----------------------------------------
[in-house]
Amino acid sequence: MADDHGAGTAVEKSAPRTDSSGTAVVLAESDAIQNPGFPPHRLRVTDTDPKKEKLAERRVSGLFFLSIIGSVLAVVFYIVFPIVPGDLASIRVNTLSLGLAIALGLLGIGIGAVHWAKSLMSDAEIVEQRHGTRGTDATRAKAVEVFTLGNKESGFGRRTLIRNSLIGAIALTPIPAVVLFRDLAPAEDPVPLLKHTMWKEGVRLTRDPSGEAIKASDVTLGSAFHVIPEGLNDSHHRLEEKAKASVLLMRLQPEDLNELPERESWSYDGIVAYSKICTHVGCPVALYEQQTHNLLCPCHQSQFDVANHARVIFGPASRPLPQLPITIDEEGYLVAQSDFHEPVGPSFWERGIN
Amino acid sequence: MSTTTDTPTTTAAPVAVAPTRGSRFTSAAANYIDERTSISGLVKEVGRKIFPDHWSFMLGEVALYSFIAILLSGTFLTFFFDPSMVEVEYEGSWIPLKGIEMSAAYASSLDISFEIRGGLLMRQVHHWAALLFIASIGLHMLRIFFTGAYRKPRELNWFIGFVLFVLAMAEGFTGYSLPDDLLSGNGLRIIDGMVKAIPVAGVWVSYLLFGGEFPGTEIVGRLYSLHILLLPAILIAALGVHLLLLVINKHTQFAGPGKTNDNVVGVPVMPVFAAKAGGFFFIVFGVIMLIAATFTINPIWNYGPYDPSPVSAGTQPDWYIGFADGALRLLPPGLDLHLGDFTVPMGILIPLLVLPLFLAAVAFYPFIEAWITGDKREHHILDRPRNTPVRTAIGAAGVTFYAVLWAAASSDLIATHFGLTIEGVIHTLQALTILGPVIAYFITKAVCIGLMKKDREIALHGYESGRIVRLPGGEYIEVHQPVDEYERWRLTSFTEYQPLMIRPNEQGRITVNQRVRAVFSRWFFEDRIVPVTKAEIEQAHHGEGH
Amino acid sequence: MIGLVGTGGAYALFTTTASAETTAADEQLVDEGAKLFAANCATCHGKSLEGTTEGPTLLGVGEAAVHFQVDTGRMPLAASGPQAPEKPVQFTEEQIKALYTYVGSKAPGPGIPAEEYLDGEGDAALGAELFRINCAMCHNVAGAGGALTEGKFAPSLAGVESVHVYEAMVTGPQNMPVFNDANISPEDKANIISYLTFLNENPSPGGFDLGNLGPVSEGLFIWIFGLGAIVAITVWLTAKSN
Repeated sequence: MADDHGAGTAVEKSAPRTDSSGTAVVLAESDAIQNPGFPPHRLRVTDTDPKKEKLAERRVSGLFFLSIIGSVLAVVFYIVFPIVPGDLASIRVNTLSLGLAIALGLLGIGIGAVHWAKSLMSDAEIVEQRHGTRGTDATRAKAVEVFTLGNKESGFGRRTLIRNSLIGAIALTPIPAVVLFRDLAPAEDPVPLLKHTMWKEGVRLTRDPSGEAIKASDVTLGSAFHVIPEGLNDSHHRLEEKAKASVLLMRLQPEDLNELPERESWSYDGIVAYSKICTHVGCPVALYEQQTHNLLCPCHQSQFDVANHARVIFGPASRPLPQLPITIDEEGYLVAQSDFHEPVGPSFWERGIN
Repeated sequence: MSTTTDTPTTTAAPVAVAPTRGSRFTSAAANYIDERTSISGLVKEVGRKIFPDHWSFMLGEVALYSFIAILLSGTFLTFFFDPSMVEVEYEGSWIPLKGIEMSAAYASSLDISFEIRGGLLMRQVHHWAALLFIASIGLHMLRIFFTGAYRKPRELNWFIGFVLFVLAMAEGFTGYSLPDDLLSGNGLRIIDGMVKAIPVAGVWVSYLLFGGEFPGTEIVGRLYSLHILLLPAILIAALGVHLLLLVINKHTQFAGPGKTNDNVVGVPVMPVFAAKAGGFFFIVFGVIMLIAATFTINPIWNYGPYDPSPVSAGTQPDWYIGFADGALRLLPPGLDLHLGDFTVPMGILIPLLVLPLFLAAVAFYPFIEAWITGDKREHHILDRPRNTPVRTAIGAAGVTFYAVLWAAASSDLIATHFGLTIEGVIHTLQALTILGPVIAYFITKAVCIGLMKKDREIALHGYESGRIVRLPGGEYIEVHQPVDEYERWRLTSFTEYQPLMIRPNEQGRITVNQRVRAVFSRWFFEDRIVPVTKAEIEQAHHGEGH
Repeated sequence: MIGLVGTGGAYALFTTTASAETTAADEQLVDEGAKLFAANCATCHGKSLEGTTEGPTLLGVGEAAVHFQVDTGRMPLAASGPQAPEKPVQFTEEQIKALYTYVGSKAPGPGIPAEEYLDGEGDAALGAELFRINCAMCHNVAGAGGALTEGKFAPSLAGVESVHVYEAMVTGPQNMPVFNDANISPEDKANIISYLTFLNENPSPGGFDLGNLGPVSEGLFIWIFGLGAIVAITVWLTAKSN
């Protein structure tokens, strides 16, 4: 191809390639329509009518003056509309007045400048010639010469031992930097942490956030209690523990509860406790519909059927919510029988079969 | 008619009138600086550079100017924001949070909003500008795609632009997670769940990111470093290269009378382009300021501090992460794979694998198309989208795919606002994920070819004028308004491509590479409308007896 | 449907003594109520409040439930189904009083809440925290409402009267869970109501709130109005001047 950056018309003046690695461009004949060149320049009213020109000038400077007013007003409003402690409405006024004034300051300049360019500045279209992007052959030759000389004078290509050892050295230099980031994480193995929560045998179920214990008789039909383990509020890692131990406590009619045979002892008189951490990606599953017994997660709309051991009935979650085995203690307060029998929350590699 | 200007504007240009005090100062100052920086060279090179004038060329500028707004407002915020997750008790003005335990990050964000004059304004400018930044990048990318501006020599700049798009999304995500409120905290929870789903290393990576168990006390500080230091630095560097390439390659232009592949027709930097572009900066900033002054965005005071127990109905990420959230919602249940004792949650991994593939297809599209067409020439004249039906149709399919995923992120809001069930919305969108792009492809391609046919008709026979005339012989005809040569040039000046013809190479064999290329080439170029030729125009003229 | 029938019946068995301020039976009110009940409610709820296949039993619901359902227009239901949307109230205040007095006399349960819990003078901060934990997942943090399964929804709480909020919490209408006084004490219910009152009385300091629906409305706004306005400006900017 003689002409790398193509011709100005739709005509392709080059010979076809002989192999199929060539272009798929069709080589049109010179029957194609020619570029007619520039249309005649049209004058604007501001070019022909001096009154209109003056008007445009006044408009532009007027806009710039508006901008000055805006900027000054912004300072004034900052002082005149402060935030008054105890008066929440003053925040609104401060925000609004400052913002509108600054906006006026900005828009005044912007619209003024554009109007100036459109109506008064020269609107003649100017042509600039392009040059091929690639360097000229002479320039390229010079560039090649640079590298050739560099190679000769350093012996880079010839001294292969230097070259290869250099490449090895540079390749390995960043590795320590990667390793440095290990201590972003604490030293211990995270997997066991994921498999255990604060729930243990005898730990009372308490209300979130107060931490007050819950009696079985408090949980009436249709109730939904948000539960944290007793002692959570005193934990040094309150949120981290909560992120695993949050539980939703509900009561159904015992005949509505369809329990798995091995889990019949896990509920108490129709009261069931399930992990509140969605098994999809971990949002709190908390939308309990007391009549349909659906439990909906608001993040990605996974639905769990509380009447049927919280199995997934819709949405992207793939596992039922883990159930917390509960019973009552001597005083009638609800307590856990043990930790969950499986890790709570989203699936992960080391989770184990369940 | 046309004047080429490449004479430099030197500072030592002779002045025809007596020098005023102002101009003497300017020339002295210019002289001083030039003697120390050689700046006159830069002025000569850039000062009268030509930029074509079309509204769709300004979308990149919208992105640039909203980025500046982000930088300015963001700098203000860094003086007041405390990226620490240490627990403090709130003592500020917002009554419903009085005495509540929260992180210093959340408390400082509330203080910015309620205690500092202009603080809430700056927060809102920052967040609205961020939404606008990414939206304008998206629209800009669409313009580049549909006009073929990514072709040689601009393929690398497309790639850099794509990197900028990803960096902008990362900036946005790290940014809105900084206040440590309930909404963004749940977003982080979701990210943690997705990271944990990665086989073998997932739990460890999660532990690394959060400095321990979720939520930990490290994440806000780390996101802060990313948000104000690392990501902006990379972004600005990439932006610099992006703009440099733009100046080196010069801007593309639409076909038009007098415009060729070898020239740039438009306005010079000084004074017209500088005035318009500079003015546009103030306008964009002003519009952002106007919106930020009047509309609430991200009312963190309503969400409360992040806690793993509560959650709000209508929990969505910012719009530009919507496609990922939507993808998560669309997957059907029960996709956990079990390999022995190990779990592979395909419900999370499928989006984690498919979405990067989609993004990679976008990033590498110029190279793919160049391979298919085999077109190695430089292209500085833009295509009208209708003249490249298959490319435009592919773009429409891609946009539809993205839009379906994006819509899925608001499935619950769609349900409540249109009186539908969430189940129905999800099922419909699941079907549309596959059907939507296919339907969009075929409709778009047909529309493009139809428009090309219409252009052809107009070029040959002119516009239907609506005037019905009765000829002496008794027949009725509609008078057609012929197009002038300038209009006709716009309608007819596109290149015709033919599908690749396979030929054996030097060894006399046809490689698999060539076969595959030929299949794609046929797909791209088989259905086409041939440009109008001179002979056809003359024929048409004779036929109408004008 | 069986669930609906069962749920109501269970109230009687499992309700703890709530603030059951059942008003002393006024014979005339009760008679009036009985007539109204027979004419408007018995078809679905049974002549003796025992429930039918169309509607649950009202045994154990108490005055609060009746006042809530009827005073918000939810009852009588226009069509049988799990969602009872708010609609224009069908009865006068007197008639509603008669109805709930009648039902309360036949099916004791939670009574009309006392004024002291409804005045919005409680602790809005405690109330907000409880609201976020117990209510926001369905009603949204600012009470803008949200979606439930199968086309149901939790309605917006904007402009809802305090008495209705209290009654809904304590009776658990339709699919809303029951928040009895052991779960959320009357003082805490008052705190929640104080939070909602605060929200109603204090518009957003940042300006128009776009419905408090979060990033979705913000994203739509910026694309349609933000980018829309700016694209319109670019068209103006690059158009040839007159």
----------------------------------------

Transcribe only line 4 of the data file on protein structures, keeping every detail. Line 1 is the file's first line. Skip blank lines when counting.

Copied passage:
Amino acid sequence: MIGLVGTGGAYALFTTTASAETTAADEQLVDEGAKLFAANCATCHGKSLEGTTEGPTLLGVGEAAVHFQVDTGRMPLAASGPQAPEKPVQFTEEQIKALYTYVGSKAPGPGIPAEEYLDGEGDAALGAELFRINCAMCHNVAGAGGALTEGKFAPSLAGVESVHVYEAMVTGPQNMPVFNDANISPEDKANIISYLTFLNENPSPGGFDLGNLGPVSEGLFIWIFGLGAIVAITVWLTAKSN